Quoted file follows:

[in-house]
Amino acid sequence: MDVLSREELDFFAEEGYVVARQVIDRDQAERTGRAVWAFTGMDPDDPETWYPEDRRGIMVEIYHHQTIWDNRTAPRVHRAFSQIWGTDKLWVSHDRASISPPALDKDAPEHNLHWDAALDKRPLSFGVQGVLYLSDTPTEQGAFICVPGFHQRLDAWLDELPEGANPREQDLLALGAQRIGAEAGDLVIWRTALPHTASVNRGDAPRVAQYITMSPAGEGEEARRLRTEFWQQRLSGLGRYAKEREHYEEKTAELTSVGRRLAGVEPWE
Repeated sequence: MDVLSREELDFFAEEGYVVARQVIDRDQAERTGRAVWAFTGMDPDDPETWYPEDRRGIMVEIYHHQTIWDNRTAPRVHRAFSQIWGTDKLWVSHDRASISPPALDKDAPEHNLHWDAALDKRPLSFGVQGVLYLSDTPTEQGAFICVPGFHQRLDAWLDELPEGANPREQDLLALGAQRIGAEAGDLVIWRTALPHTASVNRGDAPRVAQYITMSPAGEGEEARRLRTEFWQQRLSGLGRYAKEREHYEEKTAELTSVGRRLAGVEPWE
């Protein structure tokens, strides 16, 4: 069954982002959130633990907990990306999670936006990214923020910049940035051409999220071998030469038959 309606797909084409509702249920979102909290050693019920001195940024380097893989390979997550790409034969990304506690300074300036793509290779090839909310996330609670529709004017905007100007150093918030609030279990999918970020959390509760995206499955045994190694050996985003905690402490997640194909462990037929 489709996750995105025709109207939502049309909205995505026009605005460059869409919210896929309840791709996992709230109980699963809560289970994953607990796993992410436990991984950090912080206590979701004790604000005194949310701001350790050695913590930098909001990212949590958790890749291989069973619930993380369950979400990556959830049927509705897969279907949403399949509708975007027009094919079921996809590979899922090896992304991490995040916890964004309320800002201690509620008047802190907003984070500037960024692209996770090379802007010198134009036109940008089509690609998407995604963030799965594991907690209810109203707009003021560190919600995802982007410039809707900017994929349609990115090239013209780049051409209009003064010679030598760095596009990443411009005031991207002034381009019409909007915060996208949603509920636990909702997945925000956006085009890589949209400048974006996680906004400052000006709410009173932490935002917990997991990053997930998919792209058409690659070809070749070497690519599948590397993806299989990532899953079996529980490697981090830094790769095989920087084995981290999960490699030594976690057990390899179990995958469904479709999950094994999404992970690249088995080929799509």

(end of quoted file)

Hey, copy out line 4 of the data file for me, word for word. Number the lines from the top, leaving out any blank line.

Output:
């Protein structure tokens, strides 16, 4: 069954982002959130633990907990990306999670936006990214923020910049940035051409999220071998030469038959 309606797909084409509702249920979102909290050693019920001195940024380097893989390979997550790409034969990304506690300074300036793509290779090839909310996330609670529709004017905007100007150093918030609030279990999918970020959390509760995206499955045994190694050996985003905690402490997640194909462990037929 489709996750995105025709109207939502049309909205995505026009605005460059869409919210896929309840791709996992709230109980699963809560289970994953607990796993992410436990991984950090912080206590979701004790604000005194949310701001350790050695913590930098909001990212949590958790890749291989069973619930993380369950979400990556959830049927509705897969279907949403399949509708975007027009094919079921996809590979899922090896992304991490995040916890964004309320800002201690509620008047802190907003984070500037960024692209996770090379802007010198134009036109940008089509690609998407995604963030799965594991907690209810109203707009003021560190919600995802982007410039809707900017994929349609990115090239013209780049051409209009003064010679030598760095596009990443411009005031991207002034381009019409909007915060996208949603509920636990909702997945925000956006085009890589949209400048974006996680906004400052000006709410009173932490935002917990997991990053997930998919792209058409690659070809070749070497690519599948590397993806299989990532899953079996529980490697981090830094790769095989920087084995981290999960490699030594976690057990390899179990995958469904479709999950094994999404992970690249088995080929799509």